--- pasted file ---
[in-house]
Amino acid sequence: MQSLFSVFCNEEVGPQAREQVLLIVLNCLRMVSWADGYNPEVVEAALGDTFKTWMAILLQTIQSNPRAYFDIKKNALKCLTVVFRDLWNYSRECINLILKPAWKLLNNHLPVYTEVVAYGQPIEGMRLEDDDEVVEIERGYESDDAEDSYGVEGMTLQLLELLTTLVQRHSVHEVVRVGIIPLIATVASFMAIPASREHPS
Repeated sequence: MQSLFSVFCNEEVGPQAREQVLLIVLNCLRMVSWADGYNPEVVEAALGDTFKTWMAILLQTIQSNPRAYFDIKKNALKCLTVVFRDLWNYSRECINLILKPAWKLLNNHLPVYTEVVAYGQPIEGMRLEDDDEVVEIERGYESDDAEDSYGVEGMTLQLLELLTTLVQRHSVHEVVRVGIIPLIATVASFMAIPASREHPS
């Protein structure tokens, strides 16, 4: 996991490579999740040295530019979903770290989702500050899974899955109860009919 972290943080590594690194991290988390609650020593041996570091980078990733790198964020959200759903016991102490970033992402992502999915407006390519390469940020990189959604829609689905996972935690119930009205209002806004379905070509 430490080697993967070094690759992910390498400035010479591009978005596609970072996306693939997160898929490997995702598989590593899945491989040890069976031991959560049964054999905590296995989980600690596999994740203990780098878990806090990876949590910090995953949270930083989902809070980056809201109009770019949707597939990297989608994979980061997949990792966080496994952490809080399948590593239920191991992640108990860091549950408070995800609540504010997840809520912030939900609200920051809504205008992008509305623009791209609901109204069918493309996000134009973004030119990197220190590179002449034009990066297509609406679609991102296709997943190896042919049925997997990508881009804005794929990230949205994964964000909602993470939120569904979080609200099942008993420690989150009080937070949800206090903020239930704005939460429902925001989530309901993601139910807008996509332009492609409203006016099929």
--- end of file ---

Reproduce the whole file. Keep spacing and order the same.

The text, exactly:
[in-house]
Amino acid sequence: MQSLFSVFCNEEVGPQAREQVLLIVLNCLRMVSWADGYNPEVVEAALGDTFKTWMAILLQTIQSNPRAYFDIKKNALKCLTVVFRDLWNYSRECINLILKPAWKLLNNHLPVYTEVVAYGQPIEGMRLEDDDEVVEIERGYESDDAEDSYGVEGMTLQLLELLTTLVQRHSVHEVVRVGIIPLIATVASFMAIPASREHPS
Repeated sequence: MQSLFSVFCNEEVGPQAREQVLLIVLNCLRMVSWADGYNPEVVEAALGDTFKTWMAILLQTIQSNPRAYFDIKKNALKCLTVVFRDLWNYSRECINLILKPAWKLLNNHLPVYTEVVAYGQPIEGMRLEDDDEVVEIERGYESDDAEDSYGVEGMTLQLLELLTTLVQRHSVHEVVRVGIIPLIATVASFMAIPASREHPS
């Protein structure tokens, strides 16, 4: 996991490579999740040295530019979903770290989702500050899974899955109860009919 972290943080590594690194991290988390609650020593041996570091980078990733790198964020959200759903016991102490970033992402992502999915407006390519390469940020990189959604829609689905996972935690119930009205209002806004379905070509 430490080697993967070094690759992910390498400035010479591009978005596609970072996306693939997160898929490997995702598989590593899945491989040890069976031991959560049964054999905590296995989980600690596999994740203990780098878990806090990876949590910090995953949270930083989902809070980056809201109009770019949707597939990297989608994979980061997949990792966080496994952490809080399948590593239920191991992640108990860091549950408070995800609540504010997840809520912030939900609200920051809504205008992008509305623009791209609901109204069918493309996000134009973004030119990197220190590179002449034009990066297509609406679609991102296709997943190896042919049925997997990508881009804005794929990230949205994964964000909602993470939120569904979080609200099942008993420690989150009080937070949800206090903020239930704005939460429902925001989530309901993601139910807008996509332009492609409203006016099929």